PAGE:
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Which sound bar brand?

Sony sound bars rated

By Daniel Nissenbaum

Article 7 of 8

Our expert guide to Sony sound bars. Find out whether the brand is right for you before parting with your hard-earned cash.

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Where sound bars are concerned, Sony isn't a new presence in the UK, but rivals such as Samsung and LG have more models. The Japanese firm launches around three a year, and has quickly moved from offering a range costing £150-£350 to those that cost up to £1,000, joining top-end brand, such as Bose and Bowers & Wilkins.

Most of Sony’s sound bars are styled to suit TVs ranging from 40 to 55-inches in size, and all come with a wired or wireless subwoofer - a separate speaker that enhances low sounds. Its low and mid-range models typically comprise two or four speakers in a single bar, similar to those from other brands; its top-end sound bars will generally pack in more speakers. All provide a way to play music from a smartphone, tablet or laptop using a cable connection via USB or 3.5mm mini-jack inputs, while most also offer Bluetooth or Bluetooth NFC to stream music wirelessly. Like other brands, Sony includes different sound modes and surround-sound effects.

In the table below, we've rounded up some of the key facts about the brand to help you decide whether a Sony sound bar would be right for you. Only logged-in Which? members can view our exclusive ratings and verdicts in the table. If you’re not yet a member, sign up for a £1 trial to get instant access.

Sony sound bars overview table
Number tested in the past three years 18
Number of Best Buys
Average test score
Brand reliability rating
Customer score (%)
Loyalty score
Typical spend
+
-
Should I buy one?
Table notes Average test score based on results of models tested that are still available in shops. The customer score and brand reliability rating are based on a Which? member survey conducted in July 2016 of 145 Sony sound bar owners. The customer score is based on whether members would recommend the brand to a friend, and reliability is based on members’ experience of that brand. Table last updated 5 June 2017.

Key

Member Content

How much do Sony sound bars cost?

The average Sony sound bar costs £336, slightly more than the overall brand average of around £300. Budget options are available for under £100 though, the average is pushed up slightly by a few premium models, some pushing the £1,000 mark.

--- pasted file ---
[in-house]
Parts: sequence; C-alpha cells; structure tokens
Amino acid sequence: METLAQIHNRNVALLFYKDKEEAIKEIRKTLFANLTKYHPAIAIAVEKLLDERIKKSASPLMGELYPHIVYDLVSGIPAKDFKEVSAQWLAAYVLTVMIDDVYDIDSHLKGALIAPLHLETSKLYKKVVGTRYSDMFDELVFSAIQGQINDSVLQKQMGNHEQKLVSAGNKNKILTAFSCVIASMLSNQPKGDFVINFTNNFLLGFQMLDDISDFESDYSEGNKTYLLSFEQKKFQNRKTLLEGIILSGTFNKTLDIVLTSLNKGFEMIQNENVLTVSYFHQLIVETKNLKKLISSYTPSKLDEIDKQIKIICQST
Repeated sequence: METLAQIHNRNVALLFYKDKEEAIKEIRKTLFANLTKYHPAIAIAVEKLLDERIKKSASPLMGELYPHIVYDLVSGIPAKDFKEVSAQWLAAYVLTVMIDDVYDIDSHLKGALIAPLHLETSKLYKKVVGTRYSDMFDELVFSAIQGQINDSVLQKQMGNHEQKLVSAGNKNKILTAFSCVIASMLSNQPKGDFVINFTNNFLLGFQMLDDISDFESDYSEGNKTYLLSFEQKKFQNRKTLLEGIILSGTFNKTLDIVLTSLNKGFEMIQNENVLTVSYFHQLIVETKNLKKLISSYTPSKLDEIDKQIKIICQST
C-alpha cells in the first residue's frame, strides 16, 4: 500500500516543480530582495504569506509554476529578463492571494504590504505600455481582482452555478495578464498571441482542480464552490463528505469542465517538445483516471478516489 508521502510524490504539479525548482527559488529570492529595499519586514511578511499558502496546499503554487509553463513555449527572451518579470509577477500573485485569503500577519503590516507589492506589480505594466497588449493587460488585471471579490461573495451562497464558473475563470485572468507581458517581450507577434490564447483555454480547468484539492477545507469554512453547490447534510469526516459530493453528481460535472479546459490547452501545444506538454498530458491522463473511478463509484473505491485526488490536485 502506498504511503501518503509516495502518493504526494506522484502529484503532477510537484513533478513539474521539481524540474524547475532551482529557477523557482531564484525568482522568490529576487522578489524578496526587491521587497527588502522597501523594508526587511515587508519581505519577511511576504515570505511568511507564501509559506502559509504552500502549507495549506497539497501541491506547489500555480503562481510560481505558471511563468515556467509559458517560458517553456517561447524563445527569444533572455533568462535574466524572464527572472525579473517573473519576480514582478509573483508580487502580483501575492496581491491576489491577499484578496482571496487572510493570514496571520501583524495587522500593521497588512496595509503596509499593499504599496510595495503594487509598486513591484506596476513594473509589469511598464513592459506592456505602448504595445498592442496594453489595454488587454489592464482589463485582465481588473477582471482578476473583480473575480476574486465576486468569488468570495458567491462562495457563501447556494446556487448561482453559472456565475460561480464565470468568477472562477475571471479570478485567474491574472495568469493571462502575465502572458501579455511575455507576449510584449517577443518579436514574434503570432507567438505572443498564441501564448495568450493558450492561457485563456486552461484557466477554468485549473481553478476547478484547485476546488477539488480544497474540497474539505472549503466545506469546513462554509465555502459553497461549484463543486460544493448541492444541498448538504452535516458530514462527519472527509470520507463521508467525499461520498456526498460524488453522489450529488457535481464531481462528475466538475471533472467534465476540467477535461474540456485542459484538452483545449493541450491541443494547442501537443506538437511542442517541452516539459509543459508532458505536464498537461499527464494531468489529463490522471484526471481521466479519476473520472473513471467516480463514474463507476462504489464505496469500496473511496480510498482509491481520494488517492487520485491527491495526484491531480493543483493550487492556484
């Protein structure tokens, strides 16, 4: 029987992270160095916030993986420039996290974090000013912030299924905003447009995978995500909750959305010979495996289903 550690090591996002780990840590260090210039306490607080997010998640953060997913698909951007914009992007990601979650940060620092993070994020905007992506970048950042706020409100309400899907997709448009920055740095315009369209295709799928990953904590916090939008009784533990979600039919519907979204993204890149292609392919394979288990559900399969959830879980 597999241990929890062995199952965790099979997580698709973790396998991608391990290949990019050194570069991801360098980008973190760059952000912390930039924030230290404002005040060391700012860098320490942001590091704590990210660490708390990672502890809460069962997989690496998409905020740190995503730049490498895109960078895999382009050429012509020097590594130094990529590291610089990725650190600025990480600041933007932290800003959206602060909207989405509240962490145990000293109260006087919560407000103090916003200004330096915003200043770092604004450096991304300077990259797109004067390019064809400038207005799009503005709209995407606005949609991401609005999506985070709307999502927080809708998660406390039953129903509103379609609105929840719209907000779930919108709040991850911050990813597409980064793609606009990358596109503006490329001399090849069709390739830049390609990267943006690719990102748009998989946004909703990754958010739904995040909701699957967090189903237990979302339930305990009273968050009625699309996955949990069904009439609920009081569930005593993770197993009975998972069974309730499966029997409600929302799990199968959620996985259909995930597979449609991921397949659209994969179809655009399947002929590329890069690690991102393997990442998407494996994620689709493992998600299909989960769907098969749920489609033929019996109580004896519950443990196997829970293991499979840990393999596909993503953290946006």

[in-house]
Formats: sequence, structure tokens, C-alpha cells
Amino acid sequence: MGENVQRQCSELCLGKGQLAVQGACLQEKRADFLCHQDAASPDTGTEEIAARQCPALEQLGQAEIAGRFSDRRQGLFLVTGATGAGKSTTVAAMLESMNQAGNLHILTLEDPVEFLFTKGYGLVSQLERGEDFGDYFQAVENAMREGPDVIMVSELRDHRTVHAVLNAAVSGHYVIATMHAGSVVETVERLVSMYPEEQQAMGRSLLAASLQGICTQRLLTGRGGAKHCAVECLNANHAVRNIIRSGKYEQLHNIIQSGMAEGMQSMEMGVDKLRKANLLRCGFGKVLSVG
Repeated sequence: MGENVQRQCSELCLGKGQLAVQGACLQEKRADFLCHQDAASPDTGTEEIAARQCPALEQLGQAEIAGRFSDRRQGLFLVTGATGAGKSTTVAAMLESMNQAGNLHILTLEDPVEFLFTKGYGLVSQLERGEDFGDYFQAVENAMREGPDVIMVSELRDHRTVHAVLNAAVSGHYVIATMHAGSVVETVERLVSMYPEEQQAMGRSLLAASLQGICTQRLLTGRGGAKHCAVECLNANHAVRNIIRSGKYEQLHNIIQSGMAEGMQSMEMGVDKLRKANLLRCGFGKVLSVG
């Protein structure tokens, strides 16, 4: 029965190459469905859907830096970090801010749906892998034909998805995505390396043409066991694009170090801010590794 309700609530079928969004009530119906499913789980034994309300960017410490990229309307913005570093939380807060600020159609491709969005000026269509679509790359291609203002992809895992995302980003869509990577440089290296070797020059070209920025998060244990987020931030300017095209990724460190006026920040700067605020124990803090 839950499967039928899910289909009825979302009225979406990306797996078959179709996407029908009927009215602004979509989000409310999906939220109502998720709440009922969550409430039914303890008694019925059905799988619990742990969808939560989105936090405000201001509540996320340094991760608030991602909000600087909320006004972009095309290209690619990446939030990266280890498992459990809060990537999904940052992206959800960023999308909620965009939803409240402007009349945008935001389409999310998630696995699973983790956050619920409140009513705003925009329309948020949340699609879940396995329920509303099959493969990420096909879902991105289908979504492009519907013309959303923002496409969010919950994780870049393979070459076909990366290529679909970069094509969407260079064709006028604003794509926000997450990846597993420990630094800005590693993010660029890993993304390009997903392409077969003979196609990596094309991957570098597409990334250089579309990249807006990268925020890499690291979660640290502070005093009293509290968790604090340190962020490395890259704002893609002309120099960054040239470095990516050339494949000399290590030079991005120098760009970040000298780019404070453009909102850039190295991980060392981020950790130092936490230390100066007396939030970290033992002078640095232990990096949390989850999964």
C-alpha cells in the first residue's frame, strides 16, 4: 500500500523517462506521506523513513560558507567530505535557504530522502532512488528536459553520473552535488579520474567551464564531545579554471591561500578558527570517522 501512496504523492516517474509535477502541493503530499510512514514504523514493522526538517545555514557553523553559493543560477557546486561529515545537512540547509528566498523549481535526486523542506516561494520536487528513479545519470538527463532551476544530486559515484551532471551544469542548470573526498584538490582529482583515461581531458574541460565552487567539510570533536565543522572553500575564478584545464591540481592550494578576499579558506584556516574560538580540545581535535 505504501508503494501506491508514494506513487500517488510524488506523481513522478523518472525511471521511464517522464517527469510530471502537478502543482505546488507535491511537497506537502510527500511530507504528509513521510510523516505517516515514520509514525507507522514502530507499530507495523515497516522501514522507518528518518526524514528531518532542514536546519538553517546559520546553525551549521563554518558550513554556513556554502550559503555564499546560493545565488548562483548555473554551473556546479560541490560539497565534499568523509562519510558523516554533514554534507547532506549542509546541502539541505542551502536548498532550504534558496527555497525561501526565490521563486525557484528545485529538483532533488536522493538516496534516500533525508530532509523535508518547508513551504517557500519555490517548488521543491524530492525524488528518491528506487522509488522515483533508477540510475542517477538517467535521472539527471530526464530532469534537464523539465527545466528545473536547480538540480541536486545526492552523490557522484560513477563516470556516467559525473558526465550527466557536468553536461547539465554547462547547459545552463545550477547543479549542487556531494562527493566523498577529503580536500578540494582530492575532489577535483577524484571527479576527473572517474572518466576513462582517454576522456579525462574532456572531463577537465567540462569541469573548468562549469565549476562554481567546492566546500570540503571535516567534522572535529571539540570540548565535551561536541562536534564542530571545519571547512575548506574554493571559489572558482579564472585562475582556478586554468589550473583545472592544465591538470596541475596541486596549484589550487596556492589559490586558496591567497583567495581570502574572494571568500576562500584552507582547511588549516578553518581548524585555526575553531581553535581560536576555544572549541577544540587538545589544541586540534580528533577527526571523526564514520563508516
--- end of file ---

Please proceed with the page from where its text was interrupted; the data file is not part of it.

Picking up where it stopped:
Choosing the best Sony sound bar

Sony's entry-level sound bars come with an external wired subwoofer – a separate speaker designed to provide big, full-bodied bass that adds punch to films and TV shows, while its mid-range and top-end models come with a wireless subwoofer, which links with the main sound bar unit wirelessly rather than with a cable. Sony’s soundbases, however, has all speakers built into a flat, reinforced box – it’s designed for small and large TVs to sit on top of it and can’t be wall mounted.

Many of these models have great connectivity for connecting many devices to the sound bar, particularly for HDMI ports, including a TV input and three ports for Blu-ray/DVD players, set-top boxes and similar equipment. While Bluetooth music streaming has become an increasingly common sound bar feature, Sony was the first manufacturer to offer NFC (near-field communication). This provides a one-tap method of wirelessly pairing the sound bar with an NFC-equipped smartphone or tablet to stream music, rather than the slightly longer-winded method of enabling Bluetooth, and then searching for and pairing the devices.

Sony surround-sound processing

All Sony sound bars offer several virtual surround-sound modes; Dolby Virtual Speaker creates an effect like a 5.1 multi-speaker system, while mid-range models with Sony’s ‘S-Force PRO Front Surround' include various ‘sound fields’, such as Standard, Movie, Game, Music, and Stereo. Most process Dolby Digital and DTS digital soundtracks commonly found on DVDs, Blu-rays, and TV broadcasts. ‘Night mode’ is designed to let you enjoy these even at low volumes by optimising loud and quiet sounds. 'Advanced auto-volume’ automatically balances the sound, and ‘Sync’ corrects any audio issues. It’s down to personal taste whether you use presets – in our tests we find the effect can sound unnatural, but you can choose ‘Standard’ to listen without any processing.

Like other brands, some models have a dedicated voice clarity feature to enhance speech even at low volumes; this can be effective but can sound unnatural. However, Sony’s top-end models use a centre speaker to achieve this instead of processing – these comprise up to nine speakers, whereas a typical sound bar has two or four. 

Some sound bars do a great job with stereo and moving horizontal sound, such as a car speeding from left to right, but it’s hard to beat a surround-sound system for hearing a pin drop behind you. To learn more, read Sound bar vs home cinema vs surround sound system: which is best?.

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